Bright "spokes" radiate through Saturn's rings in this image from the Cassini spacecraft. The most likely explanation is that the spokes are made of tiny grains of dust. The particles acquire an electric charge, so they levitate above the rings, pulled along by Saturn’s magnetic field. [NASA/JPL/SSI]
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Moon and Saturn
The crescent Moon has a bright companion early this evening — the planet Saturn. It looks like a fairly bright star to the lower left of the Moon as darkness falls. They’re quite low in the sky, though, so any buildings or trees along the horizon will block them from view. They set not long after the sky gets fully dark.
Saturn is best known for its beautiful rings — thousands of rings in all. Most of them clump together in three wide bands.
The rings include several interesting features. Some of the rings are braided like a loaf of challah bread. Some aren’t complete rings at all. And at times, one of the main bands of rings shows dark “spokes” — radial features like the spokes of a bicycle wheel.
The spokes were first seen by the Voyager probes almost four decades ago. They were studied in detail by the Cassini orbiter, which ended its mission in September.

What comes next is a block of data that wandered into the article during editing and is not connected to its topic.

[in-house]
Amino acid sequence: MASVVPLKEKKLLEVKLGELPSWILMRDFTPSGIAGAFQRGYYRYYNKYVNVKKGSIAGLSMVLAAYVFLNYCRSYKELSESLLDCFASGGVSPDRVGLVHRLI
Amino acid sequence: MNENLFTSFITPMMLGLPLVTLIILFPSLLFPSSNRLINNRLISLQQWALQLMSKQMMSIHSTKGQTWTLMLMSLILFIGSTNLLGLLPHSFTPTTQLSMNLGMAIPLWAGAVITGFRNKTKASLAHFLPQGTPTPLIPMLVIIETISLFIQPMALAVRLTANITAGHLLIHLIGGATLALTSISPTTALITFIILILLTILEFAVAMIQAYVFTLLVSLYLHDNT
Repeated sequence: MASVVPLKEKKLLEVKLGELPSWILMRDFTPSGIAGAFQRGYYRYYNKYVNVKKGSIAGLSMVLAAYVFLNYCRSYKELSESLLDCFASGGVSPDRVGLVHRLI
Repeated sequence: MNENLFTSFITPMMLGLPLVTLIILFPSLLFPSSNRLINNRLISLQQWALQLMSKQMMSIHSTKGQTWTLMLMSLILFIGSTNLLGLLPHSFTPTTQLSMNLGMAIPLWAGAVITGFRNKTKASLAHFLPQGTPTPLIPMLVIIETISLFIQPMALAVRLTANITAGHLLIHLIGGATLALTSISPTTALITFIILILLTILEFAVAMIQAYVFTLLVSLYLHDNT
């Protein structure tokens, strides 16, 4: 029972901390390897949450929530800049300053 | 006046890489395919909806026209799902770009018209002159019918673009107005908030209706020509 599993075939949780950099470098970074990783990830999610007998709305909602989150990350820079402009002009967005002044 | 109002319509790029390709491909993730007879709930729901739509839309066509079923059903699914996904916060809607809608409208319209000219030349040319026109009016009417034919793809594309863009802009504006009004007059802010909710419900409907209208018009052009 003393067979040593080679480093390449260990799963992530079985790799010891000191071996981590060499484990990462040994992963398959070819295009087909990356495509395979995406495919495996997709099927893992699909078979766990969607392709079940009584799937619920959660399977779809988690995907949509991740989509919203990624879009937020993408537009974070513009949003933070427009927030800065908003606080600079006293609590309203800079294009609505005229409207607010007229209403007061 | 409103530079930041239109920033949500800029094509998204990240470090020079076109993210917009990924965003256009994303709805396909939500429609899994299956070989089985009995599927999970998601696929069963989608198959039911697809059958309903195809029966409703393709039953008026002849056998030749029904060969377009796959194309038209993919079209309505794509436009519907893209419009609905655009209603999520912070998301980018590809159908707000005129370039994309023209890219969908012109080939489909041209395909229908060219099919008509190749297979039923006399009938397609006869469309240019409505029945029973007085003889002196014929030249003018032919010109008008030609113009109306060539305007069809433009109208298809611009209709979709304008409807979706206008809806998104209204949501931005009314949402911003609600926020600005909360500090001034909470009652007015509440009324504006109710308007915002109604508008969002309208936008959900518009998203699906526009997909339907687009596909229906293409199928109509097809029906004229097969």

The spokes aren’t permanent features — they come and go. They disappear during the middle of Saturn’s winter and summer, but return around the equinoxes.
The spokes aren’t part of the rings themselves — they rotate at a different speed. The most likely explanation is that the spokes are made of tiny grains of dust. The particles acquire an electric charge, so they levitate above the rings, pulled along by Saturn’s magnetic field.
It’s not certain what causes the spokes to form. Whatever the cause, though, the spokes help make Saturn’s rings both beautiful and intriguing.
Script by Damond Benningfield